7 Ways to tell if you are in labor.

Deciphering your contractions & other signs of labor.

Most pregnant women who come to the hospital think they are in labor, but only about half of them are. Here are the top seven ways to deterimine if it’s really the big day!

The 5/1 rule.

You have a contraction every 5 minutes or less for at least one hour straight. Contractions will usually intensify and can be felt in your back and/or your lower abdomen. Most women describe the pain at first to be like a strong menstrual cramp. These pains will come and go and you will feel your skin over the baby become tighter with the contraction.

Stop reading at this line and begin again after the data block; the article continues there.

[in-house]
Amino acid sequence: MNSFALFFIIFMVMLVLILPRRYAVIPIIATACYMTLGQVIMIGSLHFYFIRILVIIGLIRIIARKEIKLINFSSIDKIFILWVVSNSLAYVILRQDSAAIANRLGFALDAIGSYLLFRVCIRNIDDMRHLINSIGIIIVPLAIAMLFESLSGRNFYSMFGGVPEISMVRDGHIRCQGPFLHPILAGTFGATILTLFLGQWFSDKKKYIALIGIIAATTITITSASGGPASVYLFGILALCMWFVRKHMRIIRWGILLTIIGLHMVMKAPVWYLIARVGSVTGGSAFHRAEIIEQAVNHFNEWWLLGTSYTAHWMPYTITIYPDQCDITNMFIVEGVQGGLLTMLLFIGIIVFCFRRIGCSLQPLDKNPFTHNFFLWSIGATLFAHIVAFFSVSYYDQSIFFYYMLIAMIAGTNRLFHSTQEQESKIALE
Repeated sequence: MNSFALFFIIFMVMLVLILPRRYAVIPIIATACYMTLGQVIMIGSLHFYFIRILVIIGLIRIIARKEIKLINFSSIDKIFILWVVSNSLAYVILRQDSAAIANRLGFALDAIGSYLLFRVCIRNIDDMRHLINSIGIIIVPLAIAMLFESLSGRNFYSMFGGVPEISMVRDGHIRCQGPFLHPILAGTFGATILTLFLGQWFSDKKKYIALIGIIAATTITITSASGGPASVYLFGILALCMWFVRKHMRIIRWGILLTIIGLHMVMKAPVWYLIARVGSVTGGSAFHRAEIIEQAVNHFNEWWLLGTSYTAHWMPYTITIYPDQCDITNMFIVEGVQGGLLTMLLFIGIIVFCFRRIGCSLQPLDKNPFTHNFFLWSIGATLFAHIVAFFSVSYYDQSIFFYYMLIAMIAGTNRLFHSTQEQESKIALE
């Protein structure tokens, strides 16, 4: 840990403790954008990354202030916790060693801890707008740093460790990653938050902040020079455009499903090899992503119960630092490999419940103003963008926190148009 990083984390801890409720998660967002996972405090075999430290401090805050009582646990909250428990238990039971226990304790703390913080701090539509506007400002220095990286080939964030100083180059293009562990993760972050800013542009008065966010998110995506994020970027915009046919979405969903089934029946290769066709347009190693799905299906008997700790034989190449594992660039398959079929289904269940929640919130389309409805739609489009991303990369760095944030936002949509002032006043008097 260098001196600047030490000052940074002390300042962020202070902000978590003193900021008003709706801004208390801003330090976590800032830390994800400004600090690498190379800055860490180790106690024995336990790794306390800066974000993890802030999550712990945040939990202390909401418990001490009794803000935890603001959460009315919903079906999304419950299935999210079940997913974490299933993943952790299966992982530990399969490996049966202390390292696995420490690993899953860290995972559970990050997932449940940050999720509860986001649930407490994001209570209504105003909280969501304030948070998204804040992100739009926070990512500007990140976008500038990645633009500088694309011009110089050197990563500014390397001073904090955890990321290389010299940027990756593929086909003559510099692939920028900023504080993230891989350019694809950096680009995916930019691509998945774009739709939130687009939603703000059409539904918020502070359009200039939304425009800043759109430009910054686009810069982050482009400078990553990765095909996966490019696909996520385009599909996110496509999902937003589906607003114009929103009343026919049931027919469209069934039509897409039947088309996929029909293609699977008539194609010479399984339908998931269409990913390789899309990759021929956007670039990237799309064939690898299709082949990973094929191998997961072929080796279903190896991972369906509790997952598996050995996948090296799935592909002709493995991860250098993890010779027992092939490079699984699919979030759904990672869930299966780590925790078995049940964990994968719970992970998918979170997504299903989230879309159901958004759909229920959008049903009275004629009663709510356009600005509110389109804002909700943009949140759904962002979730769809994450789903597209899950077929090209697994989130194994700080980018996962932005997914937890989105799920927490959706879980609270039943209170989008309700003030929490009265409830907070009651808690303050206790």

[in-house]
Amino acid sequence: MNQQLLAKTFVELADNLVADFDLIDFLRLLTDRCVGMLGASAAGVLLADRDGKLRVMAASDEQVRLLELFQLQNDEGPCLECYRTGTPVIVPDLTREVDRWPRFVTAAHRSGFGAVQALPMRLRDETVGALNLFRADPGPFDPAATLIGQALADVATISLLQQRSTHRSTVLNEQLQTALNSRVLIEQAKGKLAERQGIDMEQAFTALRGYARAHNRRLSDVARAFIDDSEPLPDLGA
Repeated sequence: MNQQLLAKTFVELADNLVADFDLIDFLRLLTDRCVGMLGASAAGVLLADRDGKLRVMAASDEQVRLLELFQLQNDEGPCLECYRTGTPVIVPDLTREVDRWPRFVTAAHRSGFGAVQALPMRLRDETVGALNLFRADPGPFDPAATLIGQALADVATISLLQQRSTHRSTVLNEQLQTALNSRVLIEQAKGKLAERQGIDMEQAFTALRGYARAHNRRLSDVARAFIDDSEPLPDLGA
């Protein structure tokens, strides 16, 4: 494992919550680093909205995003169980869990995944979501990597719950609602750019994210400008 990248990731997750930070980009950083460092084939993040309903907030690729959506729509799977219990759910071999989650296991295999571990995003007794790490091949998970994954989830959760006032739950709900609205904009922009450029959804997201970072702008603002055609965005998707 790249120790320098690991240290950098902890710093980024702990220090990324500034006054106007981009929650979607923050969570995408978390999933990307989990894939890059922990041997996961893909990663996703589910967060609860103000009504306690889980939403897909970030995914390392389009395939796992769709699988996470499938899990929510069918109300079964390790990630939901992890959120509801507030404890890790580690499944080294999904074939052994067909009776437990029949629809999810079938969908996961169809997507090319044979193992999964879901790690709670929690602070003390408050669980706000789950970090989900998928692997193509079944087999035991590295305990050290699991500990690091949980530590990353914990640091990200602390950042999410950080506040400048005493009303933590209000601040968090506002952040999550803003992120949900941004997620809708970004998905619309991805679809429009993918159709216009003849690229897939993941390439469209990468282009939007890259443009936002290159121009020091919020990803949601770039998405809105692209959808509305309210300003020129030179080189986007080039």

Nursing Tip: If you take your fingertip and touch the tip of your nose, that is what a “mild” contraction feels like from the outside. Your chin – “moderate” and your forehead – “strong”.

Your back HURTS.

You may not feel the “cramping” type contractions as above, you may just have a low back ache that won’t let up. Try a good hot bath or shower, have your honey rub your hips and lower back for you, or put some heat where it hurts. When none of this really helps and the feeling starts to increase in intensity, it might be time to see if you are in labor.

Nursing tip: False labor can look just like labor…except your cervix is not dilating. If you think you might be dehydrated, consider drinking 1-2 liters of water and putting your feet up first (especially if you have spent the day walking the malls or hanging out on the beach). Your body can act like it is going into labor but your symptoms will improve with a little rest and re-hydration.

Photo by Camilo Jimenez on Unsplash